Congressman Peter Roskam's latest Telephone Town Hall was a campaign event and not official congressional business, his office said Wednesday.
Roskam held a one-hour Telephone Town Hall Tuesday night just one day after protesters, upset he won’t hold an in-person Town Hall, gathered outside his City Club speech. There, reporters chased him as he refused to answer their questions.
To participate in the Tele-Town Hall listeners had to log on to Roskam’s campaign website or campaign Facebook page and those who were able to call in had their questions screened ahead of time.
The Illinois Campaign for Political Reform Executive Director Sarah Brune said holding a Tele-Town Hall through Roskam's campaign websites is no different than holding a physical Town Hall at his campaign office.
Brune told NBC 5 "this is a campaign event."
"If it’s meant be a Town Hall, then those from both sides of the aisle" should be encouraged to participate, she said.
Those who live in the 6th District complained on Twitter that there was little notice given for Tuesday’s Tele Town Hall.
"We don’t typically announce them in advance,” said Roskam’s spokesman David Pasch.
Pasch insists the congressman’s office calls “every landline in the district” several hours before the Tele Town Hall to notify them. Several constituents however told NBC 5 they did not receive that notice.
Pasch says the Tele Town Halls are conducted on the campaign websites because if “someone asked him a question like, ‘Why should I vote for you?’ or anything remotely related to campaign activity, he would not be able to answer it without violating ethics rules.”
There is no rule that congressmen must conduct Tele Town Halls only through their campaign websites, according to the Ethics Office, which states that it is a congressman's choice.
The House Ethics manual states "a single event cannot, for purposes of the House rules, be treated as both political and official” (p. 179 House Ethics Manual). The congressmen's activities “may be either 'official' or 'political' at the Member’s Option."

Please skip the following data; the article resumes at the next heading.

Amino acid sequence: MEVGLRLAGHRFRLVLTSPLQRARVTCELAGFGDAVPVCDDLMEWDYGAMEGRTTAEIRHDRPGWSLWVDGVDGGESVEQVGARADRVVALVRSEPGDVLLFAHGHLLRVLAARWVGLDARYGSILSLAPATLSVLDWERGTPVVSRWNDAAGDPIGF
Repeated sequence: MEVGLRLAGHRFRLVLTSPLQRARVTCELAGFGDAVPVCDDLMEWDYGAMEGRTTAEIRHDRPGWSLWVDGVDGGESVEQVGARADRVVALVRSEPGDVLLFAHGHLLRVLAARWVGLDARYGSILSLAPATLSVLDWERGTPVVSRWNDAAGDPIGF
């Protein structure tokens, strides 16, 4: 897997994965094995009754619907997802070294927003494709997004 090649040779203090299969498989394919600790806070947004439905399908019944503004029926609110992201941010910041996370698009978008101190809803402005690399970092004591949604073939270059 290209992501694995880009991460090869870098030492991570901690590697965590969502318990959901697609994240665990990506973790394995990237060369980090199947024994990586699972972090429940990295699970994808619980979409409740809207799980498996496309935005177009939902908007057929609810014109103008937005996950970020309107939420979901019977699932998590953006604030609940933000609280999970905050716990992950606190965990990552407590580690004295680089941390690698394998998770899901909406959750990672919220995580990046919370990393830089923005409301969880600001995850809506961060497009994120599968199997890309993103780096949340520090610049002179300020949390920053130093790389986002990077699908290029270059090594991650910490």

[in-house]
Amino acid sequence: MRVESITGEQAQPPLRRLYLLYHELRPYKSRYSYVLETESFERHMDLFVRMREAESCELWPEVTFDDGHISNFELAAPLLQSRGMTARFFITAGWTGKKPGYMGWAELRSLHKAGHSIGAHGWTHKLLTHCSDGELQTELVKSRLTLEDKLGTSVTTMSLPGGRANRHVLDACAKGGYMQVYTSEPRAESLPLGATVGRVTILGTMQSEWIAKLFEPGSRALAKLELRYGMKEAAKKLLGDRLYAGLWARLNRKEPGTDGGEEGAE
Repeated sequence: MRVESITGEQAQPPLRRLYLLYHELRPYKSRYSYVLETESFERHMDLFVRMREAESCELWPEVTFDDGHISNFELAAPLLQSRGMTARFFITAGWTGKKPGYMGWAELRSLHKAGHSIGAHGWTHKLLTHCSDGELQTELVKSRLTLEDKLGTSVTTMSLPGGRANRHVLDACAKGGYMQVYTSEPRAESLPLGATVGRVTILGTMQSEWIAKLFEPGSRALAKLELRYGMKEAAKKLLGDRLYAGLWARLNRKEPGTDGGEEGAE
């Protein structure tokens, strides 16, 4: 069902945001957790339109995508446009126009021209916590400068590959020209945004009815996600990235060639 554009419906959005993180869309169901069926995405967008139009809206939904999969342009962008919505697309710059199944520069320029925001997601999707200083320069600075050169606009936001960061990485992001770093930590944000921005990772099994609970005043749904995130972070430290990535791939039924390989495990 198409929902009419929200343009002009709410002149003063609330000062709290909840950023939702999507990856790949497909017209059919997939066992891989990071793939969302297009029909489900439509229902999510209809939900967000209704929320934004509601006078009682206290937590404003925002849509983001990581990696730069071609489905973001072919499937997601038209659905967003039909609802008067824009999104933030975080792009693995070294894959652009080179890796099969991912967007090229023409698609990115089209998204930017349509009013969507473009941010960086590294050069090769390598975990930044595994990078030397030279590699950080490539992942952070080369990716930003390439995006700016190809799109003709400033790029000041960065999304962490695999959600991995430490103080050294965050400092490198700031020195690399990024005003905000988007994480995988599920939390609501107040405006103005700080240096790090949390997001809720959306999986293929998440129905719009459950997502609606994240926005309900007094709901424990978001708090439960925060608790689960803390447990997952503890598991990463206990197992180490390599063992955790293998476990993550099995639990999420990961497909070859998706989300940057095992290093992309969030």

So, since Roskam has chosen to conduct his Tele Town Halls on his campaign website and campaign FB page, then he must follow these rules:
“If a Member designates an event as political by using campaign funds for it, no official resources may then be used. This means that congressional staff should not make arrangements..."
Pasch says there were more than 21,000 live participants on the call and more logged in on the livestream online. Pasch said “we do not screen questions before the call” and “he took as many questions as possible on a wide variety of topics.”
That’s contrary to those who told NBC 5 they waited, but were not called on after being asked what their question would be. Listeners also report that at one point Roskam laughed when one of the callers called Democrats “crazies” and “uncivilized.” Roskam’s spokesman did not respond when asked about that exchange.
Roskam has held only one in-person Town Hall since being elected 10 years ago. He has called them miserable and has compared his refusal to Sen. Dick Durbin, saying Durbin did the same in 2009 during the heat of the Obamacare debate. A spokesman for Sen. Durbin told NBC 5, while Durbin did not do traditional town halls then, he “traveled the state extensively holding listening sessions on health care in 2009 – when the goal was insuring more people. The House bill is so bad nobody can defend it.”
While Roskam did not take the caller last night who wanted to know his position on Russian interference, a new press release from the congressman Wednesday morning announced a resolution, the “Keeping Russia Out of European Elections Act.”
“Russia is attempting to undermine democracy and democratic institutions across the Western World,” the resolution states.
The press release adds, the congressman recently toured countries along Russia’s borders and “spoke out against Russian provocations in the Balkans.”
Roskam has made one change to his Tele Town Halls after NBC 5 asked questions. He has removed the prerequisite that callers receive campaign materials in order to participate online.